Hence, when satisfying divine Justice on the Cross, Jesus Christ speaks but of Mercy. He prays His Father to have mercy on the very Jews who had contrived His death, and on His murderers who were putting Him to death: Father, forgive them, for they know not what they do (Luke xxiii. 34). While He was on the Cross, instead of punishing the two thieves, who had just before reviled Him — And they that were crucified with him reviled him (Mark xv. 32) — when He heard one asking for mercy: Lord, remember me when thou shalt come into thy kingdom (Luke xxiii. 42), overflowing with mercy, He promised him Paradise that very day: This day thou shalt be with me in paradise (Luke xxiii. 43). Then, before He expired, He gave to us, in the person of St. John, His own Mother to be our Mother: He saith to the disciple: Behold thy mother. (Jo. xix. 27). There upon the Cross He declares Himself content in having done everything to obtain salvation for us, and He completes the sacrifice by His death: Afterwards Jesus, knowing that all things were now accomplished … said: It is consummated; and bowing his head he gave up the ghost (Jo. xix. 28).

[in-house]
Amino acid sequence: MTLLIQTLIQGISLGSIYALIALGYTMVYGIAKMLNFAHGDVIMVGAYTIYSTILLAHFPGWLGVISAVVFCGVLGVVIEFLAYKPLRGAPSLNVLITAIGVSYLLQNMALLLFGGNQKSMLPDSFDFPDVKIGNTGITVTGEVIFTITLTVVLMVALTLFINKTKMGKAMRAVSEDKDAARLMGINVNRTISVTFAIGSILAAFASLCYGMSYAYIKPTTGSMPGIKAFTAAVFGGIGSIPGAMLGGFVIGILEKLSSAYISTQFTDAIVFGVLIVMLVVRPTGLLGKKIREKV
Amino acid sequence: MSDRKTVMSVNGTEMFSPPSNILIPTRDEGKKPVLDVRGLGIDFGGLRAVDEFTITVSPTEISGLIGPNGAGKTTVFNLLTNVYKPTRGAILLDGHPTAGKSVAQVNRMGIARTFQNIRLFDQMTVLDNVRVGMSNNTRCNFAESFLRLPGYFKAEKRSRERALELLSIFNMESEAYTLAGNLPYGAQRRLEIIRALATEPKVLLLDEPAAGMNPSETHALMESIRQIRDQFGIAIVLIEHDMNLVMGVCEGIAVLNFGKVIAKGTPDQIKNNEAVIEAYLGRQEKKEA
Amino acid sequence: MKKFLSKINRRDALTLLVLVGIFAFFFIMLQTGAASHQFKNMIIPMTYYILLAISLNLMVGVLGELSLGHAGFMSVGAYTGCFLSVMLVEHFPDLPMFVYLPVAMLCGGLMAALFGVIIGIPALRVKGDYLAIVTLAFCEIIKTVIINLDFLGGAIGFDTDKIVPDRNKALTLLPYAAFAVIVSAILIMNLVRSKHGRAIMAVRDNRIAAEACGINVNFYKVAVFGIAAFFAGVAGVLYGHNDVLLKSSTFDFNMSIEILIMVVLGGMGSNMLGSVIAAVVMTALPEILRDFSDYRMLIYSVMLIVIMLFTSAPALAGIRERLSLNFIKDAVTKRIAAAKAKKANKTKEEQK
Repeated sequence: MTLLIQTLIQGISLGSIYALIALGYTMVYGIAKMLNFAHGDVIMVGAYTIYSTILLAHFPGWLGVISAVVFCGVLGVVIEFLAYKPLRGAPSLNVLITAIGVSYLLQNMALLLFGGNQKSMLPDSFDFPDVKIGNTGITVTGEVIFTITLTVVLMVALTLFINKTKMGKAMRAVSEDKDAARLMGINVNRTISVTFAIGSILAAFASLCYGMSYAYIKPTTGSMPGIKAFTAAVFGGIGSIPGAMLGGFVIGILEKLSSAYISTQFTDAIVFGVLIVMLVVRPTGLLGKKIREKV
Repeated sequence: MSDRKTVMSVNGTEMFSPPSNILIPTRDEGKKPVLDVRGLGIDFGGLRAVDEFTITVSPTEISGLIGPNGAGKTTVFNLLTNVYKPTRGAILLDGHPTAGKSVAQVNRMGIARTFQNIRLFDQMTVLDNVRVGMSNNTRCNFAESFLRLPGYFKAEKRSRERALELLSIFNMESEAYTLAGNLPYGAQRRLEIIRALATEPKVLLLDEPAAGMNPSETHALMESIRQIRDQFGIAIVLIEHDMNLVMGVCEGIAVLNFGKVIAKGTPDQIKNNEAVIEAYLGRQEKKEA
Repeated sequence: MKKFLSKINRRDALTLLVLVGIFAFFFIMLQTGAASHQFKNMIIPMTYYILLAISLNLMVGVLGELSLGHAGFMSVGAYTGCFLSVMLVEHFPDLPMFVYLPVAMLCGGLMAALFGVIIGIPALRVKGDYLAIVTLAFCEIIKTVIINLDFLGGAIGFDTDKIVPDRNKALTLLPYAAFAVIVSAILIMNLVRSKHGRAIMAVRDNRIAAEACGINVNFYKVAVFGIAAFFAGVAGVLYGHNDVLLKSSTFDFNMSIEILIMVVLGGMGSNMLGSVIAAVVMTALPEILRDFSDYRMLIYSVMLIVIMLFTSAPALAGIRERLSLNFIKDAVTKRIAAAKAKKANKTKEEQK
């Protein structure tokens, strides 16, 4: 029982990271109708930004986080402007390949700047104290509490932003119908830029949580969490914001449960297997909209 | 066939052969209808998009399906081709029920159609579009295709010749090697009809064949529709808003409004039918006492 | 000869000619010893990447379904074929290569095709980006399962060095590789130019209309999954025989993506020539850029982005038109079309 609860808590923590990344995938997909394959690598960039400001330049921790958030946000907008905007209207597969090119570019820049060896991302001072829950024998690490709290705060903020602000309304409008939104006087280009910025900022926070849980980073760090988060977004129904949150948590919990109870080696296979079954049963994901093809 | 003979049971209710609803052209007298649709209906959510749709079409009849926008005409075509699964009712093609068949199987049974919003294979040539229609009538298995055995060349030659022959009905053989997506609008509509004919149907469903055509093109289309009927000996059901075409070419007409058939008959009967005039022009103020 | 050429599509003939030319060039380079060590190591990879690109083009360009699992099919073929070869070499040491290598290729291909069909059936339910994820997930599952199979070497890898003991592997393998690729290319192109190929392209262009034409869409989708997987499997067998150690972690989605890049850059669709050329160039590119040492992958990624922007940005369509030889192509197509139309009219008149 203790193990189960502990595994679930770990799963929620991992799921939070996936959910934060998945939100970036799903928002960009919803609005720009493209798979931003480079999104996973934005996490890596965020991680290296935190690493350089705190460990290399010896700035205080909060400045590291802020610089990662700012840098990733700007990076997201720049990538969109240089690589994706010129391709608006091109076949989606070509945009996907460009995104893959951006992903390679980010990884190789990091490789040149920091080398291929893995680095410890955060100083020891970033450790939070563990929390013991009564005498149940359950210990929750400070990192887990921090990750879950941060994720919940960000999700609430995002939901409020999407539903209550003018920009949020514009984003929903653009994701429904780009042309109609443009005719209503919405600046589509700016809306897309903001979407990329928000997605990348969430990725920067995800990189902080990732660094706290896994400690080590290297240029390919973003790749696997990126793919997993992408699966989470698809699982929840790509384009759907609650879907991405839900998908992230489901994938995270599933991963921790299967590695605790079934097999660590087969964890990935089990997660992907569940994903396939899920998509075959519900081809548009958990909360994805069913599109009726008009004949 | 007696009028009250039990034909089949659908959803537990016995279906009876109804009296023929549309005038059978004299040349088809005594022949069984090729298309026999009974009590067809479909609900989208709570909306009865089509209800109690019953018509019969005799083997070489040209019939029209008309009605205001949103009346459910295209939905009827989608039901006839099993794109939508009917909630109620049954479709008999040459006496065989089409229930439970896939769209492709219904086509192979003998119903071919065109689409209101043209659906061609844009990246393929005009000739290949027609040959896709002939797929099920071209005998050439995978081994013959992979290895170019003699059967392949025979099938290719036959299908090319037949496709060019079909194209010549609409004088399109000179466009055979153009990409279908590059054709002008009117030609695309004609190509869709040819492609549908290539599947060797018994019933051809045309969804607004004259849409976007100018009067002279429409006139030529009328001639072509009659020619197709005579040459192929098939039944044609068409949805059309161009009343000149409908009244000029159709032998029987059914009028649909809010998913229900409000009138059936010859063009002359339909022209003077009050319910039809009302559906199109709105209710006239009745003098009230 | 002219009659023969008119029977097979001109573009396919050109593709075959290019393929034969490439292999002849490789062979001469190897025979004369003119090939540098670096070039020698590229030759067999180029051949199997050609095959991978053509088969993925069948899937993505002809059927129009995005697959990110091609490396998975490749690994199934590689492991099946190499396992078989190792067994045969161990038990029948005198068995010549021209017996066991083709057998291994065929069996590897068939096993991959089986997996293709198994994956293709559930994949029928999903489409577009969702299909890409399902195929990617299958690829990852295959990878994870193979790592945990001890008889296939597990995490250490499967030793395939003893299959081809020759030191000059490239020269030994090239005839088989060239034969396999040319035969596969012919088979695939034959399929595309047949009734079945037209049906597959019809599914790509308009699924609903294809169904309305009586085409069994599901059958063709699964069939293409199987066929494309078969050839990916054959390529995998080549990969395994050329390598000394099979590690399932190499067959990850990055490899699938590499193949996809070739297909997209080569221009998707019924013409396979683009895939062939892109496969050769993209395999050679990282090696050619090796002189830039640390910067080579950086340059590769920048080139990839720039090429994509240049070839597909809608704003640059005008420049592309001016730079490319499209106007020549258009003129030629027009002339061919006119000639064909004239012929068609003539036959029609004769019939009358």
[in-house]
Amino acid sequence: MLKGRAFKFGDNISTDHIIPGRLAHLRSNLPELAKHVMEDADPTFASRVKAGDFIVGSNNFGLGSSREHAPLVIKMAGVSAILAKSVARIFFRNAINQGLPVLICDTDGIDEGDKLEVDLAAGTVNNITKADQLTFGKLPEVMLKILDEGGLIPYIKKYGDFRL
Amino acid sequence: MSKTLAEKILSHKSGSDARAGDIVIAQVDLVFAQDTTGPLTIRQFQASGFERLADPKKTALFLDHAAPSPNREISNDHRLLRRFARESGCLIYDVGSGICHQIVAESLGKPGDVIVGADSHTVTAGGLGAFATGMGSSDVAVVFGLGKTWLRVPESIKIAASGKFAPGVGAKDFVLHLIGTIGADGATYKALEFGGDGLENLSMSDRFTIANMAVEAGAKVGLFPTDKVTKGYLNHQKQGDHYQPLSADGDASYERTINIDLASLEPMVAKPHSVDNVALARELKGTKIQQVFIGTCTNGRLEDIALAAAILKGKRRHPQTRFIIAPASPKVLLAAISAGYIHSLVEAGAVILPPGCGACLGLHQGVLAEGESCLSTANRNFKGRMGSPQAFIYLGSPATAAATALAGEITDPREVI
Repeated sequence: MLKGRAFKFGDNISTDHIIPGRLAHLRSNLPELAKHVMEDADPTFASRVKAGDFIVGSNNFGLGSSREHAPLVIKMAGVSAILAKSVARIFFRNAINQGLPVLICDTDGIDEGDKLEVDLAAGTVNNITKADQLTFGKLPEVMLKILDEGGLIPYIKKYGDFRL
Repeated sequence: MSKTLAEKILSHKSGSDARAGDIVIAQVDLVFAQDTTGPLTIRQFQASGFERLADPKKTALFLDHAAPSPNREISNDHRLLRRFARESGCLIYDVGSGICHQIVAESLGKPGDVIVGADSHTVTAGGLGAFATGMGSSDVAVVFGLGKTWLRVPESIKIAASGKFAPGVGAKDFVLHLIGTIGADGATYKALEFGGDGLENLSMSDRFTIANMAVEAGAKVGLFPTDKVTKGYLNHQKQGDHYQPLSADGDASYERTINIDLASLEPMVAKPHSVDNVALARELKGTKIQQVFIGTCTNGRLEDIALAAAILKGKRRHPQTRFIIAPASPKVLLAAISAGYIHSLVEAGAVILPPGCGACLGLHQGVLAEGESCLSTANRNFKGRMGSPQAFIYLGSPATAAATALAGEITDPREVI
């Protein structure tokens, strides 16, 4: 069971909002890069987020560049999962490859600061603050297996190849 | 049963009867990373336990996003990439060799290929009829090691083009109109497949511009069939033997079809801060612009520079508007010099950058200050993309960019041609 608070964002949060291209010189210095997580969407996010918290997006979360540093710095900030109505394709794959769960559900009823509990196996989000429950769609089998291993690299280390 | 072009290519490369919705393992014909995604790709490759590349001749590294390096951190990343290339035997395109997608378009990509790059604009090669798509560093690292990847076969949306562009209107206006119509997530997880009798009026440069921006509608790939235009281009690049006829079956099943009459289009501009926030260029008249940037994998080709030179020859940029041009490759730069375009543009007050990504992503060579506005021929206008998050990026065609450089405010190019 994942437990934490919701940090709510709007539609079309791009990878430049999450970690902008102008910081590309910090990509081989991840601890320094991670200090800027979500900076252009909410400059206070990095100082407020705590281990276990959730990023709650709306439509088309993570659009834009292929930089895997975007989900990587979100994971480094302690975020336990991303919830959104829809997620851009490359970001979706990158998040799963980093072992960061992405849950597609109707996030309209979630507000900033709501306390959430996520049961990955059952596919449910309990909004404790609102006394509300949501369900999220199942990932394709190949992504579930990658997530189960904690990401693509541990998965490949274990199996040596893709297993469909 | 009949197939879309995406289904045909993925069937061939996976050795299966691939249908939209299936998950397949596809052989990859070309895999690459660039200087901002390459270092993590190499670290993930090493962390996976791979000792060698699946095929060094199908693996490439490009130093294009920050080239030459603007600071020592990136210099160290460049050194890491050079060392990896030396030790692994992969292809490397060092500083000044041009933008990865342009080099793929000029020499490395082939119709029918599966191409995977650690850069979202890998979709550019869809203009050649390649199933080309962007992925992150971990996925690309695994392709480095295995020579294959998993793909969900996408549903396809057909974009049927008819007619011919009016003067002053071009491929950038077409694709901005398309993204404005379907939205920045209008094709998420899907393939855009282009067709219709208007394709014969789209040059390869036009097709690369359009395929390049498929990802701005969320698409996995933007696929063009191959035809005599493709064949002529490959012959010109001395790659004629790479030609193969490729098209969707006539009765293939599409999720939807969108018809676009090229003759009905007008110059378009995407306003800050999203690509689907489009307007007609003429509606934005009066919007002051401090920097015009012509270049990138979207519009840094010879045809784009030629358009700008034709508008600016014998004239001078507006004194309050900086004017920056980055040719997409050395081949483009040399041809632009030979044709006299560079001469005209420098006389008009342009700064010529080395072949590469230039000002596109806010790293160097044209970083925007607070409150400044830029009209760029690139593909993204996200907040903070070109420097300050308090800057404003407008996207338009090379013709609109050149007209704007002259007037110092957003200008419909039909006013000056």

And behold, by the death of Jesus Christ, man is set free from sin and from the power of the devil; and, moreover, is raised to grace, and to a greater degree of grace than Adam lost: And where sin abounded, says St. Paul, grace did more abound (Rom. v. 20). It remains therefore for us, writes the Apostle, to have frequent recourse with all confidence to the throne of grace, which Jesus crucified is, in order to receive from His Mercy the grace of salvation, together with aid to overcome the temptations of the world and of hell: Let us go therefore with confidence to the throne of grace, that we may obtain mercy, and find grace in seasonable aid (Heb. iv. 16).